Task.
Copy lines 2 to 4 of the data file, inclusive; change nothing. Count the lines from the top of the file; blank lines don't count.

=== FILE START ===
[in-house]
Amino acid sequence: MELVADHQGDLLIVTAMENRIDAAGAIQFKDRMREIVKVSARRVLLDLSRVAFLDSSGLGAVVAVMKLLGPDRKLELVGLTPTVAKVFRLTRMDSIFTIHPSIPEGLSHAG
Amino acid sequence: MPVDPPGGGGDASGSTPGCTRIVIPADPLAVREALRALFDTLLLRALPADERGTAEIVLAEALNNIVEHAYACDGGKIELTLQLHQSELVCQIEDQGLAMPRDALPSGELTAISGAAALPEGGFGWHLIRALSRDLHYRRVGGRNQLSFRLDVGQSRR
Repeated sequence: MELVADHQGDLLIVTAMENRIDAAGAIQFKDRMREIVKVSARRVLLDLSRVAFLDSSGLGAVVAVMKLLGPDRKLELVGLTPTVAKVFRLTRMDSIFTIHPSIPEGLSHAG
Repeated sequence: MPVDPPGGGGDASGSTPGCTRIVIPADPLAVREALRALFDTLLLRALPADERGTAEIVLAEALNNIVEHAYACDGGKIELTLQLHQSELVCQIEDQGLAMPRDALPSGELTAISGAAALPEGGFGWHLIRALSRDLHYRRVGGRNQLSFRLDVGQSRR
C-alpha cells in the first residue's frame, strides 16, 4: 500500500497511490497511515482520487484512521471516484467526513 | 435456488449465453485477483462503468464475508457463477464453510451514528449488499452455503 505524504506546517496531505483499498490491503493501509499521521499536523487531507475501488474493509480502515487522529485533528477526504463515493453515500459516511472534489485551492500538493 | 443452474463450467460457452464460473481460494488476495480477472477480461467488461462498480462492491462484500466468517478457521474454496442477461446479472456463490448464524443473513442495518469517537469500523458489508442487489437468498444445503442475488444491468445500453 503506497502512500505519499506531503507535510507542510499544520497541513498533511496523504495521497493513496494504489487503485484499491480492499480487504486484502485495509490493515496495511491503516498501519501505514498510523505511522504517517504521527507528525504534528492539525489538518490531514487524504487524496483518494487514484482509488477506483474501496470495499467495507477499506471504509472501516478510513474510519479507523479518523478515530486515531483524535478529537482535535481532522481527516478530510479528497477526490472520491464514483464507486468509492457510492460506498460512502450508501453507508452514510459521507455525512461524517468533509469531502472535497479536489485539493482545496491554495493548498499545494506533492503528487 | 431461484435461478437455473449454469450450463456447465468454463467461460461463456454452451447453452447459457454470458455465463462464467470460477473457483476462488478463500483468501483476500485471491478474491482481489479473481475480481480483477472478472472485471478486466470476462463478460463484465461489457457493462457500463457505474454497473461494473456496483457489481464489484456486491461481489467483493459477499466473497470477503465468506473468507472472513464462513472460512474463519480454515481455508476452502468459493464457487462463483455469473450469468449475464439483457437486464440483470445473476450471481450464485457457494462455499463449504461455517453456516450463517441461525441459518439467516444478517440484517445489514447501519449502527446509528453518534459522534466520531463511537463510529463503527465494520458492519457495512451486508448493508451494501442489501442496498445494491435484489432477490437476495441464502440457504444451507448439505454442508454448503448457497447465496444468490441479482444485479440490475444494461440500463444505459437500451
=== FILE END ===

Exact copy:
Amino acid sequence: MELVADHQGDLLIVTAMENRIDAAGAIQFKDRMREIVKVSARRVLLDLSRVAFLDSSGLGAVVAVMKLLGPDRKLELVGLTPTVAKVFRLTRMDSIFTIHPSIPEGLSHAG
Amino acid sequence: MPVDPPGGGGDASGSTPGCTRIVIPADPLAVREALRALFDTLLLRALPADERGTAEIVLAEALNNIVEHAYACDGGKIELTLQLHQSELVCQIEDQGLAMPRDALPSGELTAISGAAALPEGGFGWHLIRALSRDLHYRRVGGRNQLSFRLDVGQSRR
Repeated sequence: MELVADHQGDLLIVTAMENRIDAAGAIQFKDRMREIVKVSARRVLLDLSRVAFLDSSGLGAVVAVMKLLGPDRKLELVGLTPTVAKVFRLTRMDSIFTIHPSIPEGLSHAG